When Bruce and Shelagh Duncan, 67 and 65, respectively, came down to Costa Rica‘s southern Pacific Coast 13 years ago, they felt an immediate affinity.
“It was the weather…and the people we met,” says Shelagh. “It is mostly unspoiled and offers many breathtaking views of the mountains and the ocean. We can walk along deserted beaches and explore caves and secret beaches that are only accessible at low tide. We have fabulous restaurants and a great community. When we first arrived it was like being on vacation 24/7. That gradually changed, of course, but the pace is slower. And we have such an interesting mix of people here from all over the world, and with varied backgrounds.
On that trip in 2000, the couple bought a lot for $30,000 in a gated community just outside the small village of Ojochal, which sits just off the two-lane coastal highway. Their aim was to build a home for their retirement and use it as a vacation property themselves and also for rental income.
They visited often during the building process. In 2007, they moved down permanently.
But the couple wasn’t ready for a traditional retirement. Shelagh had been an interior designer back home in Canada (they are originally from the UK) and saw a great need for her services. More and more expats were discovering the region and either settling there or building vacation homes. And they needed help filling their homes with high-quality, fashionable furniture and accessories. Thus Royal Palm Interiors was born.
The store is in the region’s commercial hub, Uvita, about 20 minutes north of Ojochal. They sell bedroom sets, dining-room tables, sofas, and chairs, as well as bed and bath linens, mattresses, and more. They also offer complete home furnishing sets. Shelagh exercises her design skills by offering packages to people who need to totally furnish a new home or a vacation rental they plan to open to guests.
Bruce handles the bookkeeping, banking, and other administrative work, as well as maintenance on the building. He averages about two hours a day on store business but has plenty of time for his work in the community. He’s president of the condo association where he and his wife live, president of the corporation for a local bridge built by the community… and he’s involved in several expat and business groups, as well.
“Most days I am in the store for some of the time. It is a beautiful place to be, plus customers become friends, and they always pop in to see what’s new or for a chat. It is a bit of a social hub, which is great,” says Shelagh.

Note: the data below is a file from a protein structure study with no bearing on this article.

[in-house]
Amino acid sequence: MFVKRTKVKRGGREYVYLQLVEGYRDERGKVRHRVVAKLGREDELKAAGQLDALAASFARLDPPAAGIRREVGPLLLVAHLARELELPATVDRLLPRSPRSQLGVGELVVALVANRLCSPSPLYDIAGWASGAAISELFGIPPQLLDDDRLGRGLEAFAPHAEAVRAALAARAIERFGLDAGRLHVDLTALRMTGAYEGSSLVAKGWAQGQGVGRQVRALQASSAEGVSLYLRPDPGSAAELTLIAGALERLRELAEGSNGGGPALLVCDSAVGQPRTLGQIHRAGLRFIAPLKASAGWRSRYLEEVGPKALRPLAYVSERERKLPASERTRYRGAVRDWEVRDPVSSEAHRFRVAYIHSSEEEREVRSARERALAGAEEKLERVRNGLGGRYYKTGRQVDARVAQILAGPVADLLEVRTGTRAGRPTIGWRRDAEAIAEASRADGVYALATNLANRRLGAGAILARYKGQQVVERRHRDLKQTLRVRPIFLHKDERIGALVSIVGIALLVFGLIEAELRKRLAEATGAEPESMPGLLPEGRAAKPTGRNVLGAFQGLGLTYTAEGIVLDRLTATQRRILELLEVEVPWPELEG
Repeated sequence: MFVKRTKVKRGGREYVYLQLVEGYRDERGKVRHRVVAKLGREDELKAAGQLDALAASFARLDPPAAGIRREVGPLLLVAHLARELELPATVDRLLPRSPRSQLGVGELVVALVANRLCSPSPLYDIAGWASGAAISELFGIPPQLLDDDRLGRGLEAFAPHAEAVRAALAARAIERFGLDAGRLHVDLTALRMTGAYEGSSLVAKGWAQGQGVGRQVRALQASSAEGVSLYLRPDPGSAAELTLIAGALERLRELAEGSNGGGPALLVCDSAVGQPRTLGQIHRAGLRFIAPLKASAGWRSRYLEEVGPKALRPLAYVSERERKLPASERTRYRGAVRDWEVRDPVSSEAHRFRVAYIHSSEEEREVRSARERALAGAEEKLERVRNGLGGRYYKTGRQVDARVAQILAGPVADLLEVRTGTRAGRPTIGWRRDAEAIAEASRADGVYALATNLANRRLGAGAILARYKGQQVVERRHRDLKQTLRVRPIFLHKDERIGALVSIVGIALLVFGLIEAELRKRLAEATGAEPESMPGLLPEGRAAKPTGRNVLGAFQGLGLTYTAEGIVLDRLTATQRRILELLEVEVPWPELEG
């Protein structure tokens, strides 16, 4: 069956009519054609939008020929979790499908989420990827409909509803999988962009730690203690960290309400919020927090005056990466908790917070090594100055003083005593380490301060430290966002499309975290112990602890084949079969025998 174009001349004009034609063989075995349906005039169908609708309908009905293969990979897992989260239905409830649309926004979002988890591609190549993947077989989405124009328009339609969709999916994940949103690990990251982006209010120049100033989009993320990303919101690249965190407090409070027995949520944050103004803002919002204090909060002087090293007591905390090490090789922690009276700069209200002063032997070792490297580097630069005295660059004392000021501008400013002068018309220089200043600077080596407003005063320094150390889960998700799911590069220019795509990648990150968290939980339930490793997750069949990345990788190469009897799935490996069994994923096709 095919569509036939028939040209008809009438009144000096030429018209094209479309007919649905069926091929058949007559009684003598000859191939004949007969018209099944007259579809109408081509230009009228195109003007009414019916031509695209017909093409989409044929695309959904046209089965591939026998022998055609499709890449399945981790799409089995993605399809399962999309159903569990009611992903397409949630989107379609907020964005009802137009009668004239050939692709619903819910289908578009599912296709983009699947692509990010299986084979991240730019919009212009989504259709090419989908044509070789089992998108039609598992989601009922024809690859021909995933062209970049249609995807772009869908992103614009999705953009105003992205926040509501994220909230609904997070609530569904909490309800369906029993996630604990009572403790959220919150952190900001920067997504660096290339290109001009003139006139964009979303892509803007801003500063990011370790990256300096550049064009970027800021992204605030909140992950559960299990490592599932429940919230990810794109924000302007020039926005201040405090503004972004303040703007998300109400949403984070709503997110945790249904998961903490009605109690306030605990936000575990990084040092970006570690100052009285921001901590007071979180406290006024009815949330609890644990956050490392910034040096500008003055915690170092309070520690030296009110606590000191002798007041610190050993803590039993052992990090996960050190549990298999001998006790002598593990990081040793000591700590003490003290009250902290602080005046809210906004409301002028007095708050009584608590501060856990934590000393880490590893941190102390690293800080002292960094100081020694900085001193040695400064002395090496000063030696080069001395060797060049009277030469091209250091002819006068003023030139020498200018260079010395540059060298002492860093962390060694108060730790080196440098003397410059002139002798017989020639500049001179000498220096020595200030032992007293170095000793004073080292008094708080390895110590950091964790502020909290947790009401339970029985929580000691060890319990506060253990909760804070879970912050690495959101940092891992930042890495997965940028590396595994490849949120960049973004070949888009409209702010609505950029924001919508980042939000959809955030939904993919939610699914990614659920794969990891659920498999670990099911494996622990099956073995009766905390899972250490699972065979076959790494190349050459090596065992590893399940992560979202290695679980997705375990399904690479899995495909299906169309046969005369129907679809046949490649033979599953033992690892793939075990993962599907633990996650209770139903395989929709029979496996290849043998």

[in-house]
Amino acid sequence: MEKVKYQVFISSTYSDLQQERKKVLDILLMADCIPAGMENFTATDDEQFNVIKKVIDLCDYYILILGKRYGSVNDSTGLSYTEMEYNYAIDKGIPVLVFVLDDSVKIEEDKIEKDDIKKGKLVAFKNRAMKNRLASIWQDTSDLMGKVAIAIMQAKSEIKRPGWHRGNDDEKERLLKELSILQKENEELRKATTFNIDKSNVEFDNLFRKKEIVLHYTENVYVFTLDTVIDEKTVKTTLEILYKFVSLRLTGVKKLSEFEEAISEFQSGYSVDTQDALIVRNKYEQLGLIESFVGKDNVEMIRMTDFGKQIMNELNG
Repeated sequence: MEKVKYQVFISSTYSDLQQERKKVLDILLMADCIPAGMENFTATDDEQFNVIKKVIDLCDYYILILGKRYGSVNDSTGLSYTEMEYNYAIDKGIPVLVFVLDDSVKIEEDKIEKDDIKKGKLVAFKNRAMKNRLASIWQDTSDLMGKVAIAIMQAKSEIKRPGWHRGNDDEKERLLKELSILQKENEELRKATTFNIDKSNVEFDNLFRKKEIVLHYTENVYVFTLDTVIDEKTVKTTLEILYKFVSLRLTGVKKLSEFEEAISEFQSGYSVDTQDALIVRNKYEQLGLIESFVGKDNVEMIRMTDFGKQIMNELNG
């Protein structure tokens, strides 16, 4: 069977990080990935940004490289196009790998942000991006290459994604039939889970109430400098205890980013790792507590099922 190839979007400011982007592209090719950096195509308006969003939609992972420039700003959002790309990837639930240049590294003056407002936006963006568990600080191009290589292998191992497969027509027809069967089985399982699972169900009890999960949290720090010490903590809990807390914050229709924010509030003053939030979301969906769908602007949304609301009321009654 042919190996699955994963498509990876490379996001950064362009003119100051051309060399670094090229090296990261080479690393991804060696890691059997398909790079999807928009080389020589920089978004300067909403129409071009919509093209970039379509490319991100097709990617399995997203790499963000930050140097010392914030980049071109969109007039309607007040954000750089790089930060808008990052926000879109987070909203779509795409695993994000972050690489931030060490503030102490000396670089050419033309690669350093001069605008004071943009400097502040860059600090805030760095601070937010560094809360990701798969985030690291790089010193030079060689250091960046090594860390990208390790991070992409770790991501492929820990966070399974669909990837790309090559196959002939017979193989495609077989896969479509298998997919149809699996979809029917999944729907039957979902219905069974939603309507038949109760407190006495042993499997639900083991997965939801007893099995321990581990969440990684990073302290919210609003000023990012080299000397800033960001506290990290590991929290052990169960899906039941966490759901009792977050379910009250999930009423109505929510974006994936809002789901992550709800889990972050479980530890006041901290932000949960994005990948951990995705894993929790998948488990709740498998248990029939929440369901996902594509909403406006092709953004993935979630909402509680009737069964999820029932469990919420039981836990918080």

The Duncans’ 1,700-square-foot, Spanish-style home is in the foothills above the coast, close enough to the ocean to hear the crashing waves at night.
They’re in a gated condo community and have a pool and detached one-bedroom guest house above their garage. It’s the kind of low-impact development typical of the area. The local government restricts building height to three stories. “There are lovely boutique hotels and low-density building developments that try to blend into the landscape, rather than overpower it,” says Shelagh. “We have amazing mountain views and can see many waterfalls, hear the monkeys, and watch the parrots fly home each night. We can see and hear the rain coming down the mountain in the green season; it is a fabulous, ever-changing view.
“We are ‘retired,’ so life is good— morning coffee on the rancho listening to the toucans and the sounds of the jungle. After work, we may grab a beer and take the quad up the mountain to our own ‘sunset spot’ under the mango tree, and watch the sun go down over the ocean. Pura Vida.”
The couple also enjoys movie nights with neighbors, social events with expat friends, and nights out at local restaurants. The Southern Zone, especially Ojochal, is well-known for its gourmet establishments and food festivals.
Exotica, which offers European-Asian fusion cuisine, is one of their favorites. Another is Azul, a Mediterranean restaurant on-site at the El Castillo hotel, known as a happy-hour sunset spot for local expats and visitors. And, says Shelagh, “Fabrizio’s has the best pizza.”
“We have a busy store, and that takes a lot of work and dedication,” says Shelagh. “However, there are some great ways to beat stress down here. A swim in the ocean, a cocktail watching the sun go down, a jungle massage, and just breathing in our oxygen-rich air are all great stress-beaters.”
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